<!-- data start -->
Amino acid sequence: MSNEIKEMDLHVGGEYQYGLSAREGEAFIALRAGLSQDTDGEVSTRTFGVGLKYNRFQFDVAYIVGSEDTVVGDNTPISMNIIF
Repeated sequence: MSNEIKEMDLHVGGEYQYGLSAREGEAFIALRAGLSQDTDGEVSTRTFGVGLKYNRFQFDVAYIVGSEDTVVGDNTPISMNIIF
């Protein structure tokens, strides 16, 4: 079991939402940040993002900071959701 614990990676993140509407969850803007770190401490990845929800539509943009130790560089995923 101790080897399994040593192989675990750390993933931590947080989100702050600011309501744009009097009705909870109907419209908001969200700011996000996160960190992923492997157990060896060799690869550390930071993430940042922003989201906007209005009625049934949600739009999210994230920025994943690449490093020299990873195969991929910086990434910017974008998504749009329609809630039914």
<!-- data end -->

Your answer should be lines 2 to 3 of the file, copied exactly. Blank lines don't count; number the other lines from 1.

Repeated sequence: MSNEIKEMDLHVGGEYQYGLSAREGEAFIALRAGLSQDTDGEVSTRTFGVGLKYNRFQFDVAYIVGSEDTVVGDNTPISMNIIF
């Protein structure tokens, strides 16, 4: 079991939402940040993002900071959701 614990990676993140509407969850803007770190401490990845929800539509943009130790560089995923 101790080897399994040593192989675990750390993933931590947080989100702050600011309501744009009097009705909870109907419209908001969200700011996000996160960190992923492997157990060896060799690869550390930071993430940042922003989201906007209005009625049934949600739009999210994230920025994943690449490093020299990873195969991929910086990434910017974008998504749009329609809630039914």